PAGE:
Generating a Warning Message for Notification Responses

I was asked recently whether there was any way that I could come up with where a user is presented with a warning message when they respond to a notification.  The way that the client wanted the process to work was:

  • When the user responds to the notification via the Worklist, then a warning message should appear.
  • Once the system has displayed the warning message, the user should confirm their decision by responding again.
  • If the response is not being provided via the Worklist, then no warning should be sent.

Workflow doesn’t offer this functionality as standard, so we need to develop something technical and custom to do this.

You could include a second “confirmation” notification in the process, so that this gets sent as a second notification as soon as the user responds, but that has two problems with it.  Firstly, there is a disconnect between when the user responds to the notification and when the next notification appears.  Secondly, you would need to include some extra logic which determines whether the first notification was responded to via the Worklist or not, and then conditionally branch to send the next notification or to bypass it.  These two limitations mean that this really doesn’t work as a solution.

So, the way that we developed the solution was to include a custom post notification function for that notification, which handles the situation.

Firstly, the PNF checks whether the recipient is working via the Worklist or not.  If the response is not via the Worklist, then the PNF ends indicating success.

We then added an extra attribute to the notification which indicates whether the warning message should be displayed or not.  This uses the standard Yes/No Lookup Type, and defaults to “Y” indicating that the message should be displayed.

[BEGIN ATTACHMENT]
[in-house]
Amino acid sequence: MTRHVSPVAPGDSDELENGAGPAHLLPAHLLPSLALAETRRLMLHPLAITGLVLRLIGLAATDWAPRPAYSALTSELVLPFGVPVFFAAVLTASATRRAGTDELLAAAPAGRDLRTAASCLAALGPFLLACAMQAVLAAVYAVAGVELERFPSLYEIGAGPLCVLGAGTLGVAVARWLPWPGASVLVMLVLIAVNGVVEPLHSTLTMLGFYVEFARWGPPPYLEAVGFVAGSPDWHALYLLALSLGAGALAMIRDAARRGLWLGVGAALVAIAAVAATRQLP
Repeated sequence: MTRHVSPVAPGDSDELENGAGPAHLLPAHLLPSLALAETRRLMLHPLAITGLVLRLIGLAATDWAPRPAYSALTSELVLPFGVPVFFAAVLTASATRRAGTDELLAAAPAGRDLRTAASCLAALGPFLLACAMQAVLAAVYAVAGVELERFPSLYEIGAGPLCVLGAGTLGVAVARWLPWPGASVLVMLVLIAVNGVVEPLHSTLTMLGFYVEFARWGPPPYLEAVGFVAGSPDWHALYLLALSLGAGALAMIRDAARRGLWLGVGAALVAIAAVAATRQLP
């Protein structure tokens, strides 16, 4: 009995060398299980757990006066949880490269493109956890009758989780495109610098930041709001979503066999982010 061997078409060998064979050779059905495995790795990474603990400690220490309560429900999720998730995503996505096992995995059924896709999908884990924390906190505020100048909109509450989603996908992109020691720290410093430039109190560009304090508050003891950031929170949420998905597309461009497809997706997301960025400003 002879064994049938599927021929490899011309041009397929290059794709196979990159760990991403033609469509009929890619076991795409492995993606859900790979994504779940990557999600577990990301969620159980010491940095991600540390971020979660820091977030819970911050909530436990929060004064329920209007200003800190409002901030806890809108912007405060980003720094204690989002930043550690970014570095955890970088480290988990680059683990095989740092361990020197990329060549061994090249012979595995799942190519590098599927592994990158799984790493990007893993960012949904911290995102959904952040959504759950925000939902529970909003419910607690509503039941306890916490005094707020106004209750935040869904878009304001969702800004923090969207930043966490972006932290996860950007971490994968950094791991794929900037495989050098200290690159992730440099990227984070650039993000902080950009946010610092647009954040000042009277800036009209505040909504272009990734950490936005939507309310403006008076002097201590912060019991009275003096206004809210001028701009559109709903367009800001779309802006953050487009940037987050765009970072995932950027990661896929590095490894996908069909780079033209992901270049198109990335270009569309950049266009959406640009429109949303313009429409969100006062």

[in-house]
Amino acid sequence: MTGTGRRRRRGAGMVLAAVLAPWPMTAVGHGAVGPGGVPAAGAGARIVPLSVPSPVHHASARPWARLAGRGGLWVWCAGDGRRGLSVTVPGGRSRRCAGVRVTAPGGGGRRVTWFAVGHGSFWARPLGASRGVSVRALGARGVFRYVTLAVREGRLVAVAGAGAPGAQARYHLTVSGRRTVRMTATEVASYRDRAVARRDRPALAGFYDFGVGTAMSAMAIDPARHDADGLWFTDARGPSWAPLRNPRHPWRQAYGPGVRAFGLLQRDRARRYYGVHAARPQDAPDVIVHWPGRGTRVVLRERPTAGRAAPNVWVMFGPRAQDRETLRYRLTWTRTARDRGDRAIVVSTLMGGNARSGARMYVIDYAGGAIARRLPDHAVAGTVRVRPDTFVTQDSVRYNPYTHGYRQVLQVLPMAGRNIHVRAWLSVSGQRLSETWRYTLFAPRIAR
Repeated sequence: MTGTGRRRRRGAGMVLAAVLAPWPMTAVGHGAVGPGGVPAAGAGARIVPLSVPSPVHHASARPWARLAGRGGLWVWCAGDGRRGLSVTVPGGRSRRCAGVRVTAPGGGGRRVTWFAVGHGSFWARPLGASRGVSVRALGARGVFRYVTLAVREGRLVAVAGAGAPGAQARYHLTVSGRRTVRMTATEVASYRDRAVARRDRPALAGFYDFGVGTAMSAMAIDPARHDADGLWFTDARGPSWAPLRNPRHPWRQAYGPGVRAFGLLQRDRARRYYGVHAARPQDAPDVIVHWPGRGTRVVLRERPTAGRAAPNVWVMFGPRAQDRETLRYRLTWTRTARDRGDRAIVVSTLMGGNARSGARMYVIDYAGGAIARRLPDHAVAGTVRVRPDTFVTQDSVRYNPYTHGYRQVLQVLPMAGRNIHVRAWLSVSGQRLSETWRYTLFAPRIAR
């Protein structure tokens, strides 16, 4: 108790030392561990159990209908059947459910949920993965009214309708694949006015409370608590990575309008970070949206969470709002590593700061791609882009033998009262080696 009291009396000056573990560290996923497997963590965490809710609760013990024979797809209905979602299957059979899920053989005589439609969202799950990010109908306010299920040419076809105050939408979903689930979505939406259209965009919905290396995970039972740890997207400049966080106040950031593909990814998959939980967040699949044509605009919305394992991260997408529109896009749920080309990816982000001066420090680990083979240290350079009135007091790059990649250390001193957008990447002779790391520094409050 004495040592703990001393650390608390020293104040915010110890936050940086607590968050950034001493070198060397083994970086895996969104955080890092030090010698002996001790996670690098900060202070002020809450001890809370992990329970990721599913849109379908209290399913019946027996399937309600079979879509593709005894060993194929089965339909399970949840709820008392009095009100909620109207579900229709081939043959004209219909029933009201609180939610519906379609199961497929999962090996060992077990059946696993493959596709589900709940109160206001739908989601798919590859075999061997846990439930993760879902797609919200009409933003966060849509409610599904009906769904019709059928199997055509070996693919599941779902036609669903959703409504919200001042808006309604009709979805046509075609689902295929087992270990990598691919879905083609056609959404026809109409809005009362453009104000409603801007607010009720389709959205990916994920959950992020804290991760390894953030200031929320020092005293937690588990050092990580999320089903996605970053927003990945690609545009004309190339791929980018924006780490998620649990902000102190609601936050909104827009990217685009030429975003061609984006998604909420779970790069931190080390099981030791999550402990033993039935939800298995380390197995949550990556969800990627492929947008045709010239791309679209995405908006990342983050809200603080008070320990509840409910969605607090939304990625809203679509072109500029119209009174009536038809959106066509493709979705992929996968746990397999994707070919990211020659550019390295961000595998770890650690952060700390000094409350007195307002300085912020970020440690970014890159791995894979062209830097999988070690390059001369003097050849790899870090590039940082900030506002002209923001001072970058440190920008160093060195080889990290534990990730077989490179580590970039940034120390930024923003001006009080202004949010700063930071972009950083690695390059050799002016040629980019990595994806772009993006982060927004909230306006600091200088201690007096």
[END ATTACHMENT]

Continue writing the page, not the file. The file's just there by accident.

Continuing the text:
The PNF checks the value of this attribute for the notification – if it is “N” then there is nothing further to do, so ends indicating success.  However, if the value is “Y” then we need to display the warning message to the user.  The PNF sets the attribute to “N” so that when the user views the notification a second time, the warning message is no longer displayed.  The code then retrieves the message to display from FND messages (we could hard code it in the PNF, but if the wording changes in the future, this would require a technical change, which I prefer to avoid if necessary), and sets it as an error message.  The last thing that the PNF does is to return an error, which is then displayed to the user as the warning message.

There are two downsides to this approach, however.  Firstly, the warning message will always be prefixed with an “Error” since that is what the code has actually returned.  There is no way that you can code round this, however.  Secondly, there is always a chance that the user will work in the following way

  • Respond to the notification
  • PNF displays a warning message to the user
  • User does not immediately respond
  • At a later point, the user responds again
  • Since the warning message has already been displayed, it does not get displayed again

We could code round this issue by setting the attribute to a date including the time when the PNF fires the first time.  When the PNF fires again, a check could be made against the current date and time versus the value in the attribute – if the second action is reasonably close to the first, then don’t display the warning, otherwise repeat the warning message.

The only reason we didn’t adopt this approach was that the business logic was quite clear that as long as the warning message was displayed once, that was sufficient from an audit perspective.  Personally, I would have preferred to store a date value, as that also provides extra auditing, as the notification attribute will also include the date and time that the warning message was displayed.  However, the client didn’t want to adopt this approach, and since it was their development team building the code, they wanted the simplest solution possible.

If anyone can think of an alternative approach to displaying a warning message, please let me know 🙂

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